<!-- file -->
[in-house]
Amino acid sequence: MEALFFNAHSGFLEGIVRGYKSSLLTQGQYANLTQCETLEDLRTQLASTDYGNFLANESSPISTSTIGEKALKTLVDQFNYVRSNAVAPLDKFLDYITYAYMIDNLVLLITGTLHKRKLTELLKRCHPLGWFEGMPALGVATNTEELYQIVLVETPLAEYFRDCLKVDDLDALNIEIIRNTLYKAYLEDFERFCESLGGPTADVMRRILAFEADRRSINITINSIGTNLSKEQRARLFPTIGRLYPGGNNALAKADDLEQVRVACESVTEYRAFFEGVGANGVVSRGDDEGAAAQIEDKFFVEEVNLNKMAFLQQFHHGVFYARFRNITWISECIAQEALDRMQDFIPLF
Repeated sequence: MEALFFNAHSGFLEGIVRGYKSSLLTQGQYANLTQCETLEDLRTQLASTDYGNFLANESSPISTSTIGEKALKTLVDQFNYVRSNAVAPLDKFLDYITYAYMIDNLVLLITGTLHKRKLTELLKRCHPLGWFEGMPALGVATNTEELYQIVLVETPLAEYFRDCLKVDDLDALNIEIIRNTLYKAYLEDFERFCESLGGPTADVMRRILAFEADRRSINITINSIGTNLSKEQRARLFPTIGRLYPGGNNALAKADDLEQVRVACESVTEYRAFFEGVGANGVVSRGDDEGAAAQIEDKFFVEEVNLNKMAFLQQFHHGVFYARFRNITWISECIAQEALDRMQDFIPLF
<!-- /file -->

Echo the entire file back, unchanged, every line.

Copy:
[in-house]
Amino acid sequence: MEALFFNAHSGFLEGIVRGYKSSLLTQGQYANLTQCETLEDLRTQLASTDYGNFLANESSPISTSTIGEKALKTLVDQFNYVRSNAVAPLDKFLDYITYAYMIDNLVLLITGTLHKRKLTELLKRCHPLGWFEGMPALGVATNTEELYQIVLVETPLAEYFRDCLKVDDLDALNIEIIRNTLYKAYLEDFERFCESLGGPTADVMRRILAFEADRRSINITINSIGTNLSKEQRARLFPTIGRLYPGGNNALAKADDLEQVRVACESVTEYRAFFEGVGANGVVSRGDDEGAAAQIEDKFFVEEVNLNKMAFLQQFHHGVFYARFRNITWISECIAQEALDRMQDFIPLF
Repeated sequence: MEALFFNAHSGFLEGIVRGYKSSLLTQGQYANLTQCETLEDLRTQLASTDYGNFLANESSPISTSTIGEKALKTLVDQFNYVRSNAVAPLDKFLDYITYAYMIDNLVLLITGTLHKRKLTELLKRCHPLGWFEGMPALGVATNTEELYQIVLVETPLAEYFRDCLKVDDLDALNIEIIRNTLYKAYLEDFERFCESLGGPTADVMRRILAFEADRRSINITINSIGTNLSKEQRARLFPTIGRLYPGGNNALAKADDLEQVRVACESVTEYRAFFEGVGANGVVSRGDDEGAAAQIEDKFFVEEVNLNKMAFLQQFHHGVFYARFRNITWISECIAQEALDRMQDFIPLF